Oh, yeah, it's this one:
"No soldier shall, in time of peace be quartered in any house, without the consent of the owner, nor in time of war, but in a manner to be prescribed by law."
Why on earth would that matter to anyone who's not 220 years old and hasn't had to deal with British soldiers seizing your bedroom for their use without your permission?
Well, there is an application, as it turns out, to the debate that still ensues over the Supreme Court's Citizens United decision. You know, the one that sent liberals ballistic because our highest court ruled that corporations - as a collection of like-minded and like-purposed individuals - have speech rights like individuals do.
To find that link, scroll down to the comments section succeeding the article. And you'll see this from a Ted Bell:
Funny thing is it’s the third amendment that I use when arguing against Moonbats who rant about how bad it is for corporations to be considered an individual as laid out in Citizens United. I tell them to imagine you own a small business with a nice little store. One day you’re at work and a military officer walks in. He hands you an order signed by George W Bush (always their nemesis) saying that the Army is taking over your store and their [sic] are going to use it to house Army troops. Think Citizens United is wrong? Fine- your store has no constitutional rights and all you can do is hand the keys over to the Army officer, go to McDonalds and ask them for a job application.If corporations have no right to free speech, they have no right to prevent military seizure and occupation for the purpose of housing soldiers. Which flies directly in the face of the 3rd Amendment.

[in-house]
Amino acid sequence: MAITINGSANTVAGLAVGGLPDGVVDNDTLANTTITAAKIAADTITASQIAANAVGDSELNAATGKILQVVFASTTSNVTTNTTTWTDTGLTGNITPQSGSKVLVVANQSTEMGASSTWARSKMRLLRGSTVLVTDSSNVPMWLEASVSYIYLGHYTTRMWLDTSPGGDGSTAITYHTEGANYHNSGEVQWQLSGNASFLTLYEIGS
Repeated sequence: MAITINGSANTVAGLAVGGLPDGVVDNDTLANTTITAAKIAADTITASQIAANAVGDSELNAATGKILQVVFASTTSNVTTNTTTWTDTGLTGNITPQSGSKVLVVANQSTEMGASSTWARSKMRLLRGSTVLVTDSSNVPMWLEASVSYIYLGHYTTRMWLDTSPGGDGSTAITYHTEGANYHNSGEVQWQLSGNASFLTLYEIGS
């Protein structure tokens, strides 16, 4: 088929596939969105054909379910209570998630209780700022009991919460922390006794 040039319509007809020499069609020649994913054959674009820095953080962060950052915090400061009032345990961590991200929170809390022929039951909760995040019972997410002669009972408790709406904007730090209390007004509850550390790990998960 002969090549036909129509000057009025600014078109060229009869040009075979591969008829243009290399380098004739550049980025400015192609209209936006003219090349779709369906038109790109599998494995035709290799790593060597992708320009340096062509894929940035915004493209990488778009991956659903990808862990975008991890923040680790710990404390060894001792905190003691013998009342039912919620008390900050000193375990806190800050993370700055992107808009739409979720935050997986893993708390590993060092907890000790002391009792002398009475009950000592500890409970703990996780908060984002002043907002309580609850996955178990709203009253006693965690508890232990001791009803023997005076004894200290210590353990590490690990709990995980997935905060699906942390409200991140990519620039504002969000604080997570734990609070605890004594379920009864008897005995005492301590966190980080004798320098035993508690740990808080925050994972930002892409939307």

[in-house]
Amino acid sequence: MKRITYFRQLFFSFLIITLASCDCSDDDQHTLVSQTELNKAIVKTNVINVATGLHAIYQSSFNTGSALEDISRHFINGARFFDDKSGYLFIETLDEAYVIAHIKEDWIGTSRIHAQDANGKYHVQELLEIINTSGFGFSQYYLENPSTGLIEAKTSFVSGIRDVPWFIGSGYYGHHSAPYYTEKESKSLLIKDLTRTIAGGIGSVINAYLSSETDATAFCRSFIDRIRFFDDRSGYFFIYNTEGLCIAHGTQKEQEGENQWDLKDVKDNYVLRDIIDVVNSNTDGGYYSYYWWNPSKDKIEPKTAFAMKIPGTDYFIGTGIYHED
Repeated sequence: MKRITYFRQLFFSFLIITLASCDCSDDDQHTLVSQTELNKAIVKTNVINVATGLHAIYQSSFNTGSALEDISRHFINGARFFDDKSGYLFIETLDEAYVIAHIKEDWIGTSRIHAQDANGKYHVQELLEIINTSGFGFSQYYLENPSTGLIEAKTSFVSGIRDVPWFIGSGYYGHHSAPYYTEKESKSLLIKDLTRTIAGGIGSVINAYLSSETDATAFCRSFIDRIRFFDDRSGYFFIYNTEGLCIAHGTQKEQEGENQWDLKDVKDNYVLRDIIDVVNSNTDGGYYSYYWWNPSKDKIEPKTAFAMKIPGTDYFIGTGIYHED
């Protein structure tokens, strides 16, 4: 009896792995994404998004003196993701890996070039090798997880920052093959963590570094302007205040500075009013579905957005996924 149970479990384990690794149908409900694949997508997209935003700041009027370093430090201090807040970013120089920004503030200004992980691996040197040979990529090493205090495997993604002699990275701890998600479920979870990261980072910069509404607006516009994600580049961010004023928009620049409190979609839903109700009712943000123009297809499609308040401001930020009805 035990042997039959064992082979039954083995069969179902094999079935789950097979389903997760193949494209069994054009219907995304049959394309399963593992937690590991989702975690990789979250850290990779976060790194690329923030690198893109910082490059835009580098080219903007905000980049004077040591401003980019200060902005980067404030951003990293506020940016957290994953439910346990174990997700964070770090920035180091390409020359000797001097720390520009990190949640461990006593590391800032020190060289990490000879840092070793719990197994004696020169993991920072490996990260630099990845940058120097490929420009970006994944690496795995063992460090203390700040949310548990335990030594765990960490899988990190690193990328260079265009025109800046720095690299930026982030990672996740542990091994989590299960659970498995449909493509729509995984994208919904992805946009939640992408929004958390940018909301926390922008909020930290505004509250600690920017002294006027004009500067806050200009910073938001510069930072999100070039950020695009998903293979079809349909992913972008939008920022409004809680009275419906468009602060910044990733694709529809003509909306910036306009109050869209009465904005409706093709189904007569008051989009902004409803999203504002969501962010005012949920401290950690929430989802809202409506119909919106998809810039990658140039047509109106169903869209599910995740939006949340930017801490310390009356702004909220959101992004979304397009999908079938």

Long live the Third Amendment!
Unless the numbskulls on the Left are willing to argue that it too applies only to individuals and their homes, and the seizure of business establishments is acceptable. Which should make the ACLU a bit queasy and every liberal ashamed of himself.